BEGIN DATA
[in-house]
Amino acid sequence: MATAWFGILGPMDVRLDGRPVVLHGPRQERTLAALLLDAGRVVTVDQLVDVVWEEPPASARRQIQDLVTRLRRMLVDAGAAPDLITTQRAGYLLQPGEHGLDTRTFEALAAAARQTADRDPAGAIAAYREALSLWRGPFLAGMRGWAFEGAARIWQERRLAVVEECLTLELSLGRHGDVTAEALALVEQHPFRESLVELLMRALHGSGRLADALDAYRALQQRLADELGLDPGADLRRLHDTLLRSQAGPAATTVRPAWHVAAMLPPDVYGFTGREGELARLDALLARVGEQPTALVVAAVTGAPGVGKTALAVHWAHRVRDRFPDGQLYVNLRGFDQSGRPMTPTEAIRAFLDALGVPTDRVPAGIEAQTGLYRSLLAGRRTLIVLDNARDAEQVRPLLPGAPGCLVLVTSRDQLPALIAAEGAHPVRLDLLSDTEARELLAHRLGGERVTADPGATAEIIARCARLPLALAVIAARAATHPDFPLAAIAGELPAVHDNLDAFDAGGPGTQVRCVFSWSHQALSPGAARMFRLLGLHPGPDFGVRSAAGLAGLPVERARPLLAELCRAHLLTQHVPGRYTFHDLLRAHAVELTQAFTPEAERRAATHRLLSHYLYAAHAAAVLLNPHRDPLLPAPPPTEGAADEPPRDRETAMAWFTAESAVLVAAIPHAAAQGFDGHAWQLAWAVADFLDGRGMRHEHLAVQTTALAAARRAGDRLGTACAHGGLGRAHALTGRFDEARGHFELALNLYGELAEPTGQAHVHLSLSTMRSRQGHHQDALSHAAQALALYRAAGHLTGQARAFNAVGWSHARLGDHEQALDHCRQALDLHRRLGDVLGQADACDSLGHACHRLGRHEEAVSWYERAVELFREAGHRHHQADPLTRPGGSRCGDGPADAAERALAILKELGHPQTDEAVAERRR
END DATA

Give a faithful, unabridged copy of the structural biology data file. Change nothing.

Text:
[in-house]
Amino acid sequence: MATAWFGILGPMDVRLDGRPVVLHGPRQERTLAALLLDAGRVVTVDQLVDVVWEEPPASARRQIQDLVTRLRRMLVDAGAAPDLITTQRAGYLLQPGEHGLDTRTFEALAAAARQTADRDPAGAIAAYREALSLWRGPFLAGMRGWAFEGAARIWQERRLAVVEECLTLELSLGRHGDVTAEALALVEQHPFRESLVELLMRALHGSGRLADALDAYRALQQRLADELGLDPGADLRRLHDTLLRSQAGPAATTVRPAWHVAAMLPPDVYGFTGREGELARLDALLARVGEQPTALVVAAVTGAPGVGKTALAVHWAHRVRDRFPDGQLYVNLRGFDQSGRPMTPTEAIRAFLDALGVPTDRVPAGIEAQTGLYRSLLAGRRTLIVLDNARDAEQVRPLLPGAPGCLVLVTSRDQLPALIAAEGAHPVRLDLLSDTEARELLAHRLGGERVTADPGATAEIIARCARLPLALAVIAARAATHPDFPLAAIAGELPAVHDNLDAFDAGGPGTQVRCVFSWSHQALSPGAARMFRLLGLHPGPDFGVRSAAGLAGLPVERARPLLAELCRAHLLTQHVPGRYTFHDLLRAHAVELTQAFTPEAERRAATHRLLSHYLYAAHAAAVLLNPHRDPLLPAPPPTEGAADEPPRDRETAMAWFTAESAVLVAAIPHAAAQGFDGHAWQLAWAVADFLDGRGMRHEHLAVQTTALAAARRAGDRLGTACAHGGLGRAHALTGRFDEARGHFELALNLYGELAEPTGQAHVHLSLSTMRSRQGHHQDALSHAAQALALYRAAGHLTGQARAFNAVGWSHARLGDHEQALDHCRQALDLHRRLGDVLGQADACDSLGHACHRLGRHEEAVSWYERAVELFREAGHRHHQADPLTRPGGSRCGDGPADAAERALAILKELGHPQTDEAVAERRR